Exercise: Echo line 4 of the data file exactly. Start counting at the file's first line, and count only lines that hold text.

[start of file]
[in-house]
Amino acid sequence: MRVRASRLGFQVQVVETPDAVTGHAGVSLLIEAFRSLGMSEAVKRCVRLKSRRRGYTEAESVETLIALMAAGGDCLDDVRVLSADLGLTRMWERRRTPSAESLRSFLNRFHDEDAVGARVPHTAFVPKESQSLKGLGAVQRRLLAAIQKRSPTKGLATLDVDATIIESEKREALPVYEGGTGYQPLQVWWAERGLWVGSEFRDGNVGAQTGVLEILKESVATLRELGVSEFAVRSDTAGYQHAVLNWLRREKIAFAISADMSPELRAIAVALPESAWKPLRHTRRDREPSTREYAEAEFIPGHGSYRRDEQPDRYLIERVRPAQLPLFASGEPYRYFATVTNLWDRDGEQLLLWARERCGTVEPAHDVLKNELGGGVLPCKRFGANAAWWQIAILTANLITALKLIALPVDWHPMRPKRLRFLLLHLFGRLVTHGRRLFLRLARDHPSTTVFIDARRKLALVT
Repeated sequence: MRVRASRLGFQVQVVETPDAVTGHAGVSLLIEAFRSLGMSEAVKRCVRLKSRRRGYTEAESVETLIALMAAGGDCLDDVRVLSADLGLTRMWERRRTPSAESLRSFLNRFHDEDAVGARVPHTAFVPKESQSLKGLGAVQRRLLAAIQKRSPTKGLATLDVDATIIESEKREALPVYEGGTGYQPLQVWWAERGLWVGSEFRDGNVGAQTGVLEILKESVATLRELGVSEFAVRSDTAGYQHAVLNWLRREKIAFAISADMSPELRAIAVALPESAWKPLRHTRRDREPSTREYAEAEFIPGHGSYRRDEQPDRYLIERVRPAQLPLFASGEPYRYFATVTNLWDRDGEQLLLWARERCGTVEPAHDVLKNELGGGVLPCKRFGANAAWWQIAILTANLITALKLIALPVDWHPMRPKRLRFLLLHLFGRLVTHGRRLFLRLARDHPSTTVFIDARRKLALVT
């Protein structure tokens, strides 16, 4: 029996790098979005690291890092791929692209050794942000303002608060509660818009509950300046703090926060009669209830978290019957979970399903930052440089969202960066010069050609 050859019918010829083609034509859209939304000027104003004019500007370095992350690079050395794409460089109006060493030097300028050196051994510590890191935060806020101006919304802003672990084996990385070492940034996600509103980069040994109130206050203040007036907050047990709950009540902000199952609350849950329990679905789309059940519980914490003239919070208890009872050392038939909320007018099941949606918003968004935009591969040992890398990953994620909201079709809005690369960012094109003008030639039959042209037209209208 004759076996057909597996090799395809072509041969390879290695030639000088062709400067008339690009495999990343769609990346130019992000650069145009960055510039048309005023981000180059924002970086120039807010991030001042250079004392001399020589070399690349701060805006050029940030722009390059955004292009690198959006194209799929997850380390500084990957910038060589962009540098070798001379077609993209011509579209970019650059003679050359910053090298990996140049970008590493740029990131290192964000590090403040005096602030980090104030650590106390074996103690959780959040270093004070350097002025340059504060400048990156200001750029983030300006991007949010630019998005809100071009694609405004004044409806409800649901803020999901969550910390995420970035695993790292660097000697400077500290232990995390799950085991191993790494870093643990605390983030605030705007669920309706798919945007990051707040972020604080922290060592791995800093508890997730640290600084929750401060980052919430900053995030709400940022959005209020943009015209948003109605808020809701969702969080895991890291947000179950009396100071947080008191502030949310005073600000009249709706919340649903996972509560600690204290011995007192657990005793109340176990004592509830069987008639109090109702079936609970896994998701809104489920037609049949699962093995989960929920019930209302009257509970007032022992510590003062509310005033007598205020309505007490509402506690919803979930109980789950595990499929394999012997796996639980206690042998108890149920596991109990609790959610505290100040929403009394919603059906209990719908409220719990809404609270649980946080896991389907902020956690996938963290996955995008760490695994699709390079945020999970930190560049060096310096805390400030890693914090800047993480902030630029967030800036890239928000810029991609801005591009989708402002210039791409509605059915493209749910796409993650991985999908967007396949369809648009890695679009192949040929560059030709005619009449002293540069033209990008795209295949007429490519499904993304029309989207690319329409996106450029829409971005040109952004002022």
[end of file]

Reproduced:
């Protein structure tokens, strides 16, 4: 029996790098979005690291890092791929692209050794942000303002608060509660818009509950300046703090926060009669209830978290019957979970399903930052440089969202960066010069050609 050859019918010829083609034509859209939304000027104003004019500007370095992350690079050395794409460089109006060493030097300028050196051994510590890191935060806020101006919304802003672990084996990385070492940034996600509103980069040994109130206050203040007036907050047990709950009540902000199952609350849950329990679905789309059940519980914490003239919070208890009872050392038939909320007018099941949606918003968004935009591969040992890398990953994620909201079709809005690369960012094109003008030639039959042209037209209208 004759076996057909597996090799395809072509041969390879290695030639000088062709400067008339690009495999990343769609990346130019992000650069145009960055510039048309005023981000180059924002970086120039807010991030001042250079004392001399020589070399690349701060805006050029940030722009390059955004292009690198959006194209799929997850380390500084990957910038060589962009540098070798001379077609993209011509579209970019650059003679050359910053090298990996140049970008590493740029990131290192964000590090403040005096602030980090104030650590106390074996103690959780959040270093004070350097002025340059504060400048990156200001750029983030300006991007949010630019998005809100071009694609405004004044409806409800649901803020999901969550910390995420970035695993790292660097000697400077500290232990995390799950085991191993790494870093643990605390983030605030705007669920309706798919945007990051707040972020604080922290060592791995800093508890997730640290600084929750401060980052919430900053995030709400940022959005209020943009015209948003109605808020809701969702969080895991890291947000179950009396100071947080008191502030949310005073600000009249709706919340649903996972509560600690204290011995007192657990005793109340176990004592509830069987008639109090109702079936609970896994998701809104489920037609049949699962093995989960929920019930209302009257509970007032022992510590003062509310005033007598205020309505007490509402506690919803979930109980789950595990499929394999012997796996639980206690042998108890149920596991109990609790959610505290100040929403009394919603059906209990719908409220719990809404609270649980946080896991389907902020956690996938963290996955995008760490695994699709390079945020999970930190560049060096310096805390400030890693914090800047993480902030630029967030800036890239928000810029991609801005591009989708402002210039791409509605059915493209749910796409993650991985999908967007396949369809648009890695679009192949040929560059030709005619009449002293540069033209990008795209295949007429490519499904993304029309989207690319329409996106450029829409971005040109952004002022």